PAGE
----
State Sen. Leland Yee is going after another right-wing heavyweight, this time launching a boycott of any companies that advertise on Rush Limbaugh's radio show.
Yee, a Democrat who represents northern San Mateo County and western San Francisco, began reaching out Tuesday to dozens of civil rights organizations to ask them to condemn Limbaugh.
His staff has compiled a list of the show's sponsors and, with the help of the community groups, will begin putting pressure on them to pull their advertisements from the show. Yee also wants people to stop patronizing the show's advertisers and has launched an online petition for residents to join the boycott.
Yee decided to initiate the protest after Limbaugh "mocked the Chinese language and culture" during his Jan. 19 radio program and refused to apologize.
On the show, Limbaugh complained that Chinese President Hu Jintao's speech during an appearance that afternoon with President Barack Obama was not translated. Limbaugh then launched a nonsensical impression of Hu, a crude imitation he revisited later in the show.
Yee -- who is Chinese-American and running for mayor of San Francisco, where nearly one-third of residents are Asian -- immediately asked for an apology. Limbaugh responded on his show the next day by saying he thought he did a "remarkable job" at replicating Hu's words for his audience and mentioned comics have long been impersonating foreign languages.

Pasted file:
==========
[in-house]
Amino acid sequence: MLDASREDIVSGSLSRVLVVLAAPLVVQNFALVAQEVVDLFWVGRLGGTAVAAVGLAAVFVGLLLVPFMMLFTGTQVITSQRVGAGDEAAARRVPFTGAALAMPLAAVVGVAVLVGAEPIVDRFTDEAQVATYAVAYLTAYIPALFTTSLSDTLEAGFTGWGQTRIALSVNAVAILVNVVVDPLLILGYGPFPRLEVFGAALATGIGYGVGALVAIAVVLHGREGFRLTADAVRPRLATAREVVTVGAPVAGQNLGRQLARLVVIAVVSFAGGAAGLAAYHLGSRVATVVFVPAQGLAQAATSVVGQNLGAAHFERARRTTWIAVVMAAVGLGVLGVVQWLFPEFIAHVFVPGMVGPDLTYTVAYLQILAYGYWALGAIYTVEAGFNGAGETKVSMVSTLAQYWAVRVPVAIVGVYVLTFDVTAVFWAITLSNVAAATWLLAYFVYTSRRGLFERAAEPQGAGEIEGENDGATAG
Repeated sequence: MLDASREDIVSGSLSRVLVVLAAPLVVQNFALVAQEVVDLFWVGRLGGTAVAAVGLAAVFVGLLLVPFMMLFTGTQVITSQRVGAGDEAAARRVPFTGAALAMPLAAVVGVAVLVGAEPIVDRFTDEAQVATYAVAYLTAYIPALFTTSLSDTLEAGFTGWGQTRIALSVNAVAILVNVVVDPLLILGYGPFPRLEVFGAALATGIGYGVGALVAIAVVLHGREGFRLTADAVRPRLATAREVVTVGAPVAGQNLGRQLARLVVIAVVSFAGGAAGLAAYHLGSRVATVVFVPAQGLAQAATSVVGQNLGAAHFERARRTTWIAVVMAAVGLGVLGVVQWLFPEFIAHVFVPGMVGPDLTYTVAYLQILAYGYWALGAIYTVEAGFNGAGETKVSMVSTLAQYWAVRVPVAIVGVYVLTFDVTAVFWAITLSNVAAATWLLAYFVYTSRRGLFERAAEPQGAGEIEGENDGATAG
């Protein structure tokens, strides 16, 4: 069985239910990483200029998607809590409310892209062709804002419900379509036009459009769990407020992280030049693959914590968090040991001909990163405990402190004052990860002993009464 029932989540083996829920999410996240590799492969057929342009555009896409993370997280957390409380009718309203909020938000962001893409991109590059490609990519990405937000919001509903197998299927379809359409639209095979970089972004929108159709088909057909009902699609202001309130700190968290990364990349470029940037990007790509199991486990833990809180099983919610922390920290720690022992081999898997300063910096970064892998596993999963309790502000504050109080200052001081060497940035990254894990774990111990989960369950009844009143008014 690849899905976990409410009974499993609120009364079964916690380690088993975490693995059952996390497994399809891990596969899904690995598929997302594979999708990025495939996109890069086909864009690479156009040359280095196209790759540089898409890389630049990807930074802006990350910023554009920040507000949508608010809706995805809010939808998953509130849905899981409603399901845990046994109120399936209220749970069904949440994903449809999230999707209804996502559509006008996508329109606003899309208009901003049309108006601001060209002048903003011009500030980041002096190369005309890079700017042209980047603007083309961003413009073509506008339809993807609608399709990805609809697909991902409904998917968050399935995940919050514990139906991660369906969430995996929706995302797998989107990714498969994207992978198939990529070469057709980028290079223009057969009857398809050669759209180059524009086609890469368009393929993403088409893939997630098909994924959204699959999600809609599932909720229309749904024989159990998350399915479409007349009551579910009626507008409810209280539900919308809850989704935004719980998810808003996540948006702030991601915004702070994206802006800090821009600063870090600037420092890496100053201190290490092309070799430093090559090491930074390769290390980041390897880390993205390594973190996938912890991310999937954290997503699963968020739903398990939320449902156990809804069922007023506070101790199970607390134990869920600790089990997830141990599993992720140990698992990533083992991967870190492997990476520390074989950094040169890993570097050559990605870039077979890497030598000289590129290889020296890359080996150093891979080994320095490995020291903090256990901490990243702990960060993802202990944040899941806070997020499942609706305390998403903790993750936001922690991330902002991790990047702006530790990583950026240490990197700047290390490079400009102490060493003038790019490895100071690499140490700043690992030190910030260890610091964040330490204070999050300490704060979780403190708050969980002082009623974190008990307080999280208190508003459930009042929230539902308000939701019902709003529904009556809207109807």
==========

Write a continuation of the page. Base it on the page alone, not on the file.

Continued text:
Yee has been one of the Legislature's strongest supporters of free speech in the press, but the radio giant's comments apparently crossed a line with him. In an interview Tuesday, Yee called Limbaugh's words "extremely hurtful" and said the host's follow-up comments compounded the insult.
"I think this is very damaging for children (to hear that) Rush Limbaugh thinks it's OK to make fun of another language or make fun of those individuals who may speak another language," Yee said.
Yee said he's simply looking for an apology, which he hopes will start Limbaugh down a road toward "internal reflection" about his actions.
Representatives at Sherman Oaks-based Premiere Radio Networks, which syndicates Limbaugh's show and oversees its advertising, did not return a call for comment Tuesday.
Yee is no stranger to public sparring matches. Last year, he took aim at former vice presidential candidate Sarah Palin as part of his battle to unveil details of her contract to speak at Cal State Stanislaus.
In 2008, he and his supporters persuaded sponsors of the LPGA Tour to threaten to pull their advertisements from the women's pro golfing circuit until it abolished its English-speaking-players-only policy.